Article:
Right now,the current source of electricity generated from solar energy has reached the most isolated places on earth. The PV system was first used in the space program and now the system is also used to light up the night, pumping water, charge the battery, and more
Simple PV Systems
Simple solar electric systems can be used to power water pumps for irrigation and drinking wells, and ventilation fans for air cooling. For this reason, the most simple PV systems use the DC electricity as soon as it is generated. Basic PV systems have several advantages for the special jobs they do: the energy is produced where and when it is needed, small systems under 500 watts weigh less than 150 pounds which makes them easy to transport and install, and finally, although pumps and fans may require regular maintenance, the PV modules require only an occasional inspection and cleaning.
PV with Battery Storage
Storing electrical energy makes PV systems a reliable source of electric power day and night, rain or shine. PV systems with battery storage are being used all over the world to power lights, sensors, recording equipment, switches, appliances, telephones, televisions, and even power tools. PV systems with batteries can be designed to power DC or AC equipment.
PV with Generators
When power must always be available, or when larger amounts of electricity than a PV system alone can supply are occasionally needed, an electric generator can work effectively with a PV system to supply the load. During the day, the PV modules quietly supply daytime energy needs and charge batteries. If the batteries run low, the engine generator runs at full power (its most cost- and fuel-efficient mode of operation) until they are charged. In some systems, the generator makes up the difference when electrical demand exceeds the combined output of the PV modules and the batteries.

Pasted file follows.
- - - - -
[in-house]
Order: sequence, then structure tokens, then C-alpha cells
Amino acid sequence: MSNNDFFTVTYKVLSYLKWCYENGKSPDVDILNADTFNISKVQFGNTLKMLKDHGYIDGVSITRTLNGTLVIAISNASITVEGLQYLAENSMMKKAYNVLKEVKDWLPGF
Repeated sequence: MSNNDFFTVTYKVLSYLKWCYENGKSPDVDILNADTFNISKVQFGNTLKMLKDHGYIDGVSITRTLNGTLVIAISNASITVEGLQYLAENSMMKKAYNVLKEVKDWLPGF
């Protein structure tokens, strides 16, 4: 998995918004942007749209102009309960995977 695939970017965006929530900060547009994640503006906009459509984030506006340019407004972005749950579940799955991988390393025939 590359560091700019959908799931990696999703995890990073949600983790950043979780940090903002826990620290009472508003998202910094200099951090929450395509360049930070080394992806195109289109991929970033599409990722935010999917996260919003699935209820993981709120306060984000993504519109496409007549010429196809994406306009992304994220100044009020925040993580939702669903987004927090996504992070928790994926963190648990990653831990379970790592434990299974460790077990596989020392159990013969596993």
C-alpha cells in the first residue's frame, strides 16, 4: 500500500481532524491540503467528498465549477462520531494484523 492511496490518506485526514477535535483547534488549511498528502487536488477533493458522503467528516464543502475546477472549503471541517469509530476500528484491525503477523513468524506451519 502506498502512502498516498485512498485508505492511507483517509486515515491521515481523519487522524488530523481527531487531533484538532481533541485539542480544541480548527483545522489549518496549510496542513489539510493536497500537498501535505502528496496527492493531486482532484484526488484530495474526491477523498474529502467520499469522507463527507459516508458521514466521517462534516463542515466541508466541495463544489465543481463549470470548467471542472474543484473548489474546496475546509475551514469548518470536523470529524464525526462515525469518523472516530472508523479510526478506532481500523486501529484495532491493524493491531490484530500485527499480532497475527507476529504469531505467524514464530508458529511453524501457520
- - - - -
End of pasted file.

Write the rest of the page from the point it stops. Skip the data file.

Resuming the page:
PV Connected to Utilities
Where utility power is available, a grid-connected PV system can supply some of the energy needed and use the utility in place of batteries. Home, government and business owners are installing PV systems connected to the utility grid. They do so because they know that the system reduces the amount of electricity they purchase from the utility each month. They also realize that PV consumes no fuel and generates no pollution.
The owner of a grid-connected PV system may even be able to sell electricity back to the grid each month. This is because electricity generated by the PV system can be used on site or fed through a meter into the utility grid. PowerLight’s solar electric systems are examples of grid-connected solar electricity.
Large-scale photovoltaic power plants, consisting of many PV arrays installed together, can prove useful to utilities. Utilities can build PV plants much more quickly than they can build conventional power plants because the arrays themselves are easy to install and connect together electrically. Utilities can locate PV plants where they are most needed in the grid because siting PV arrays is much easier than siting a conventional power plant. And, unlike conventional power plants, PV plants can be expanded incrementally as demand increases. Finally, PV power plants consume no fuel and produce no air or water pollution while they silently generate electricity.
Hybrid Power Systems
Hybrid systems combine numerous electricity production and storage pieces to meet the energy demands of a given facility or community. In addition to PV, engine generators, wind generators, small hydro plants, and any other source of electrical energy can be added as needed to meet energy demands and fit the local geographical and temporal characteristics. These systems are ideal for remote applications such as communications stations, military installations, and rural villages.